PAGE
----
By Jagath Asoka –
Any conversation or discussion about Sri Lanka that involves Sinhalese, Tamils, and Muslims is incendiary; add Buddhism, it will explode. So, curb your desire to curse before you read this article. I am not suggesting a solution to our eternal ethnic problems, just asking some irrational questions. Can we avoid a Three-State Solution?
‘Stan’ is a Persian word that means inhabitant or living place. Thus, Tamilstan means the land of the Tamil people.
Each ethnic group in Sri Lanka is fighting over issues such as political representation, language, self-government, control over our natural and other resources, migration within the country, and the desire for preserving our distinct ethnic, religious, or national identities.
In a nutshell, our country’s Constitution is like a single birth certificate that was issued to triplets—one birth certificate for three children—where the Sinhalese child gets preferential treatment, rendering the other two children subordinate to the chosen one. How are we going to resolve this problem?
Why Federalism? Because it is often claimed that federalism is vital to keep unity in a diverse society. Federalism, in theory, provides equal opportunities, greater economic prosperity, protection from external military threats, and well-being to all. Federalism is a covenant or agreement that is based on trust, not force or intimidation. Here is an example.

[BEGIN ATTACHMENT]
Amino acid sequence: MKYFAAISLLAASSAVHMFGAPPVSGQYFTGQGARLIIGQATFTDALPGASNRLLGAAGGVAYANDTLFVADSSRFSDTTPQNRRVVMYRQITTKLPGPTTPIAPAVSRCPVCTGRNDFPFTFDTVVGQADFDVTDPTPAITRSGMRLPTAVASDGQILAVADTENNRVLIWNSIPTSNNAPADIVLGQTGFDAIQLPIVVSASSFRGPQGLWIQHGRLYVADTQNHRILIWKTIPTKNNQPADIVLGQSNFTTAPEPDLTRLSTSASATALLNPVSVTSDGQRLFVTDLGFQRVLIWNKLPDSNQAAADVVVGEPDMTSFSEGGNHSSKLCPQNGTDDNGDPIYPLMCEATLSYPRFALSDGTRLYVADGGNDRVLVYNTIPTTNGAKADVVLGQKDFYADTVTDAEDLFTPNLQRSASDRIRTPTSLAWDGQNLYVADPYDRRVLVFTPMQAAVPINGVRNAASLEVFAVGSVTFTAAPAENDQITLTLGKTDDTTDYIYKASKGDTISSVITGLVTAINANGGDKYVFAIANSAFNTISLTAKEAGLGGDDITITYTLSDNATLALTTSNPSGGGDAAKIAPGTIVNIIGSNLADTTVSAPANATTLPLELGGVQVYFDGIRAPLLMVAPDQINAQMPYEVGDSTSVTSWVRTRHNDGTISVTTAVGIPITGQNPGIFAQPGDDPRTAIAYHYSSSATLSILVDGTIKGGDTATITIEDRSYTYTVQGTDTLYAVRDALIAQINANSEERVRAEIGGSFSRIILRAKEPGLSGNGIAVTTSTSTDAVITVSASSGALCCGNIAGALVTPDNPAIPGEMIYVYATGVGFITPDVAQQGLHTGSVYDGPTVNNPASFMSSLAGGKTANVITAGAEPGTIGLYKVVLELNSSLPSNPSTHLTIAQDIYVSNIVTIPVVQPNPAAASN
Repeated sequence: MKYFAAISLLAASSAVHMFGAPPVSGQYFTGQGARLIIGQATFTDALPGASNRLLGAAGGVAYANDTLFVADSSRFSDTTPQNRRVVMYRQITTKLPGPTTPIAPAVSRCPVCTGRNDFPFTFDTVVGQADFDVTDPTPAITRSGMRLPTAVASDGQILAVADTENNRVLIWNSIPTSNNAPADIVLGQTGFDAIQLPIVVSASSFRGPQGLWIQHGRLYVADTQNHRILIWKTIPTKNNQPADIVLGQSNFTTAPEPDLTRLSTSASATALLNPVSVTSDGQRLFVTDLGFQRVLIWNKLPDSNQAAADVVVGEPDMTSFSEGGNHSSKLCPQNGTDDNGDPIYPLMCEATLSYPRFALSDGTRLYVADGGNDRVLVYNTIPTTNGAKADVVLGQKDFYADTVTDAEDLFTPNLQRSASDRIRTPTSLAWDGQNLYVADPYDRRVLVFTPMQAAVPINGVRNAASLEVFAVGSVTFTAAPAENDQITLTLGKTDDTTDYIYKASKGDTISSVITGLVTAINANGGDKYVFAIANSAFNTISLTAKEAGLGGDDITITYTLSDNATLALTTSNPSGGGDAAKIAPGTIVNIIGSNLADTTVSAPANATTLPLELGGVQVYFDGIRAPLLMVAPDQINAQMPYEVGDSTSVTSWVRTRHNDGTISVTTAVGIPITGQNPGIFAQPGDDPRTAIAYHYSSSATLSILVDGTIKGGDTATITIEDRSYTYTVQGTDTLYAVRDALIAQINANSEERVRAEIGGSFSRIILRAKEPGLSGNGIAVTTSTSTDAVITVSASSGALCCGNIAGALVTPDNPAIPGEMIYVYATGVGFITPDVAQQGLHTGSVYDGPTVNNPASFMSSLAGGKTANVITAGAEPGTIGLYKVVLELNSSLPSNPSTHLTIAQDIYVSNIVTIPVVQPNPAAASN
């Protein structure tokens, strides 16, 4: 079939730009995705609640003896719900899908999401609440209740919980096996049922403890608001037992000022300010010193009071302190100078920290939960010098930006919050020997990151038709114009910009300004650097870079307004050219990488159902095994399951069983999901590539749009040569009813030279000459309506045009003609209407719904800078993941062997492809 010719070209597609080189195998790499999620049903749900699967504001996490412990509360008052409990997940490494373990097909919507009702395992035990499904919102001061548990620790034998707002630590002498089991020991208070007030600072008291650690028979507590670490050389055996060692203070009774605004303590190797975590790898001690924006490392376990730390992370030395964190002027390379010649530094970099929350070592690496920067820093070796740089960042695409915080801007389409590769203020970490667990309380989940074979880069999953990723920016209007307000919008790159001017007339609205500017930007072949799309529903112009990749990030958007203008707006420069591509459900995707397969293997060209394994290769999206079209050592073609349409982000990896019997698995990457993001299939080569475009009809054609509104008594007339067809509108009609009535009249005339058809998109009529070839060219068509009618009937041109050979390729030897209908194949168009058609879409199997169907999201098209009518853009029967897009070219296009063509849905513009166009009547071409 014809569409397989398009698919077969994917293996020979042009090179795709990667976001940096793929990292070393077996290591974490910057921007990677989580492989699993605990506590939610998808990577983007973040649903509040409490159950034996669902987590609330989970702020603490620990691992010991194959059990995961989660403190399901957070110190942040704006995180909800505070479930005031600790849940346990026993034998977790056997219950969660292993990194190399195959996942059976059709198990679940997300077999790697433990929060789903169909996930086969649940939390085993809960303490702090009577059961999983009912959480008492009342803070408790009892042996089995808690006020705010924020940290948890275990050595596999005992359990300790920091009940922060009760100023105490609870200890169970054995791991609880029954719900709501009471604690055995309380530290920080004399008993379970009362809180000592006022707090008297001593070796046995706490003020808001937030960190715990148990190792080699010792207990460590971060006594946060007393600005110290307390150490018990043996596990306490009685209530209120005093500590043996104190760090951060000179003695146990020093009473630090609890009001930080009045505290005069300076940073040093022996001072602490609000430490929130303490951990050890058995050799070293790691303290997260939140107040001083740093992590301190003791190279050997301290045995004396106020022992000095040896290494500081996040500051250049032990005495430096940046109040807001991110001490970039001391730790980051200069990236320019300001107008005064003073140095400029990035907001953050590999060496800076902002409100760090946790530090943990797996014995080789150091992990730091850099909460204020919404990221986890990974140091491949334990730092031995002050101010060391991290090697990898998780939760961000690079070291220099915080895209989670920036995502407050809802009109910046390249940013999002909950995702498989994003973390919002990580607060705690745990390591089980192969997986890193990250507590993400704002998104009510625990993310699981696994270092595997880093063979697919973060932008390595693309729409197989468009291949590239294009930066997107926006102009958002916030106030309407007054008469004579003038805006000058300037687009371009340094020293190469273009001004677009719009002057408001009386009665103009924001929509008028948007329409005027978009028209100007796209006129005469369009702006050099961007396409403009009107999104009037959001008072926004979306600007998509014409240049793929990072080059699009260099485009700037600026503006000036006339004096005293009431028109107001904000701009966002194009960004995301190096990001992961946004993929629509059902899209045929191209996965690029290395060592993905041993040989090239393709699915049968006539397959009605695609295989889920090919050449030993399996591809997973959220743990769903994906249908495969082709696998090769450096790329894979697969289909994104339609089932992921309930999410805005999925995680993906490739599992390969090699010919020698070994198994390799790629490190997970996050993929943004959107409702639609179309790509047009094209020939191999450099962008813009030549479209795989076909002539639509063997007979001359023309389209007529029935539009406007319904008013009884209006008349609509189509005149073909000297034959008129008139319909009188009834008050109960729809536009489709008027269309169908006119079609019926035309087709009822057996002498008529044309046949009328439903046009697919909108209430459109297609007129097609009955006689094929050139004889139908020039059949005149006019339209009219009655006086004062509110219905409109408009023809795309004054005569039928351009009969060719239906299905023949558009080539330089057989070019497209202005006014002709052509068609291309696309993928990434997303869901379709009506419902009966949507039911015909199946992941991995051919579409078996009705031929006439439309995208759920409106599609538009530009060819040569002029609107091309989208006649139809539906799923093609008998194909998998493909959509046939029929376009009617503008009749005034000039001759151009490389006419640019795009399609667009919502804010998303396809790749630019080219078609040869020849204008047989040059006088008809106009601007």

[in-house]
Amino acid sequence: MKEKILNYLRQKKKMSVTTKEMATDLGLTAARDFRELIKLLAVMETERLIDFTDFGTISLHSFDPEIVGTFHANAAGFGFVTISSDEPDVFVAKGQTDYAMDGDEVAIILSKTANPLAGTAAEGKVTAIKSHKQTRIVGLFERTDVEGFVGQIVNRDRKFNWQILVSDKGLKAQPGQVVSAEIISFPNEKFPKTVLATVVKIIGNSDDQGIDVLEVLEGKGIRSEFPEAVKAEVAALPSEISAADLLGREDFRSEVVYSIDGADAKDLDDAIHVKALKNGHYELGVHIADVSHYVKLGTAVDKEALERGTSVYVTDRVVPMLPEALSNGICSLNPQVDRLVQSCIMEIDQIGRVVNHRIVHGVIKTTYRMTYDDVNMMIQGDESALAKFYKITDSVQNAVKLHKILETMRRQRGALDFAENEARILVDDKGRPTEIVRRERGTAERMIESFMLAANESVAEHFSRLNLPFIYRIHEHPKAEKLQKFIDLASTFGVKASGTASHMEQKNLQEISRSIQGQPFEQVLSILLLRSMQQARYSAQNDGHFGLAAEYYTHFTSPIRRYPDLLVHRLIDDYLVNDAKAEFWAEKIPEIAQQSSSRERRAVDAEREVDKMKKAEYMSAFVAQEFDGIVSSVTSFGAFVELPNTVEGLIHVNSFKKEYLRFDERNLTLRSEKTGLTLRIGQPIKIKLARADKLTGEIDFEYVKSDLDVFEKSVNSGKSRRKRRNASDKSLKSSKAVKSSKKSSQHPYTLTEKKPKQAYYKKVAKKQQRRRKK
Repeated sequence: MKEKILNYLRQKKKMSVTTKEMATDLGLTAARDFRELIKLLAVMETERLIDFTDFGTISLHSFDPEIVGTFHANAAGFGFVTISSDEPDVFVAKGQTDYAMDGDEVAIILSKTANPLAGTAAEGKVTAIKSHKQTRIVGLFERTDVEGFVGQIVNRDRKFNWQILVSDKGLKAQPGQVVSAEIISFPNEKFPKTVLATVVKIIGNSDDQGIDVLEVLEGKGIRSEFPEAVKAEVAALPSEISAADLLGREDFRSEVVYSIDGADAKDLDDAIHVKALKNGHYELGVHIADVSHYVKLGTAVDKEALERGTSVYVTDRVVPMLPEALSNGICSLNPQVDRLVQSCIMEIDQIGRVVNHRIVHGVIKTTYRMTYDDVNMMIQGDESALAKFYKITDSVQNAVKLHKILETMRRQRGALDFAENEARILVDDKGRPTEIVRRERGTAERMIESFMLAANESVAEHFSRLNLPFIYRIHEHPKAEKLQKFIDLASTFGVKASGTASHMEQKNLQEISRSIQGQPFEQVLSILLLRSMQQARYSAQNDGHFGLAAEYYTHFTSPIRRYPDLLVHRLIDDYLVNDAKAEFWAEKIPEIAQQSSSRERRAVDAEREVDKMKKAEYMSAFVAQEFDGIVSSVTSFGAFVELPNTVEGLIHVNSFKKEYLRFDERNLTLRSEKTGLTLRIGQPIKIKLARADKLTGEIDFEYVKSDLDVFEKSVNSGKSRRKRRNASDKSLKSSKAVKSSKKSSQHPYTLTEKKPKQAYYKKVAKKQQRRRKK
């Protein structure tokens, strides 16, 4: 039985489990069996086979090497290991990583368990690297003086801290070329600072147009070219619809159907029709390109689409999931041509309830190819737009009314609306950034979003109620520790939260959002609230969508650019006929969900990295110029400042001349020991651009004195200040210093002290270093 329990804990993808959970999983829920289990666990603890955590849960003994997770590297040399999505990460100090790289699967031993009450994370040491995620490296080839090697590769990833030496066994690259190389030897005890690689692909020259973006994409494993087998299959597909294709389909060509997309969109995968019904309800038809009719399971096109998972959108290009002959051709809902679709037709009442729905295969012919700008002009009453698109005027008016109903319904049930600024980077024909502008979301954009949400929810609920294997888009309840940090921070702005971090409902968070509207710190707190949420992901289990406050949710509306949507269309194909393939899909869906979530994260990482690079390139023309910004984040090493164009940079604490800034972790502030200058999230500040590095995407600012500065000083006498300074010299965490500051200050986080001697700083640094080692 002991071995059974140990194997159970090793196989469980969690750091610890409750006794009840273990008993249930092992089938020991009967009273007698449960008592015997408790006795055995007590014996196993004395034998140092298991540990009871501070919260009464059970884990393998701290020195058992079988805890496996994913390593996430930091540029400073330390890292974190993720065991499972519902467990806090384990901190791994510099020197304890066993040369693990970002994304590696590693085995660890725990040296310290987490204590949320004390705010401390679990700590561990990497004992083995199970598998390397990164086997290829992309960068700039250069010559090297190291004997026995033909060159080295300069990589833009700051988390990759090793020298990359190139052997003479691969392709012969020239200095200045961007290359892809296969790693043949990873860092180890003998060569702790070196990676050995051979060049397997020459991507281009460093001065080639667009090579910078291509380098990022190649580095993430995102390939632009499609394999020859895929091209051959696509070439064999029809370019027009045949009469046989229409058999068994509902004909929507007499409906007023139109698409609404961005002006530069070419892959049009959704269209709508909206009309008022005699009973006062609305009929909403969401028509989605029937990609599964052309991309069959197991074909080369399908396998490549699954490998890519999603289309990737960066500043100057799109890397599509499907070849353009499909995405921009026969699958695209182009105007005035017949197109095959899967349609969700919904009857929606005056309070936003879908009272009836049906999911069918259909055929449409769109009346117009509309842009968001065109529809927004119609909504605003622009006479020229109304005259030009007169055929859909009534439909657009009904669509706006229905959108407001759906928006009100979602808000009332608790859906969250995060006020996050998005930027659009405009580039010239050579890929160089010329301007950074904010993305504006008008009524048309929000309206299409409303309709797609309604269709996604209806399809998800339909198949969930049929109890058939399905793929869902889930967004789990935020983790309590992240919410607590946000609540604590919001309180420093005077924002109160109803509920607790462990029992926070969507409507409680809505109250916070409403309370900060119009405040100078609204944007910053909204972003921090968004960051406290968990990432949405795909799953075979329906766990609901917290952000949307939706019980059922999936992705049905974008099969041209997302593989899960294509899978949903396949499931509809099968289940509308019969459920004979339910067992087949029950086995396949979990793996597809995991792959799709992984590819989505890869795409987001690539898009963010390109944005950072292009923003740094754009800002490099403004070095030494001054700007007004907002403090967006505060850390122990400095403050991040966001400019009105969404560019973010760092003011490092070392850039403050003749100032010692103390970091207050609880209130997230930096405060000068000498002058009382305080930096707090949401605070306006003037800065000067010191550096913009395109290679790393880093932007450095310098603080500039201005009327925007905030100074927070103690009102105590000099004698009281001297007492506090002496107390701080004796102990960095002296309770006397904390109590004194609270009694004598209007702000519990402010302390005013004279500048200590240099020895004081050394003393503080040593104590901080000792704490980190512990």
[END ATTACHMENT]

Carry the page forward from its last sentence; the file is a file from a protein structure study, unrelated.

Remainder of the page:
In theory, the USSR, under the Soviet constitution of 1977, reserved the right of secession for all fifteen Republics; however, in practice, secession was impossible; the central government, the communist party, and a highly centralized federal structure made ultimate decisions; eventually, the USSR collapsed when the party’s grip became weak and the republics started seceding. When it comes to federalism, “Putting together” and “Holding together” are two different ball games.
In Sri Lanka, will Sinhalese, Tamils, and Muslims, a population of different ethnic, linguistic, regional, and religious groups—ever agree to share the powers and responsibilities towards a common goal: to prosper together as Sri Lankans?
In 1948 when Ceylon gained independence, we did not choose federalism to keep Sinhalese, Tamils, and Muslims— ethnically, culturally, and linguistically disparate population in Sri Lanka—united. In Sri Lanka, will federalism function successfully? Or if federalism fails, will our county split eventually: Separatism, not two-state solution, but three-state solution?
Our thirty-year ethnic war ended in 2009; does that mean we will live happily ever after? We cannot predict our future, but we can learn from others. When discontent among ethnic groups is rife, separation is ineluctable.
Is there an ideal single form and model of federalism, federation, or federal political system in the world? I think you know the answer.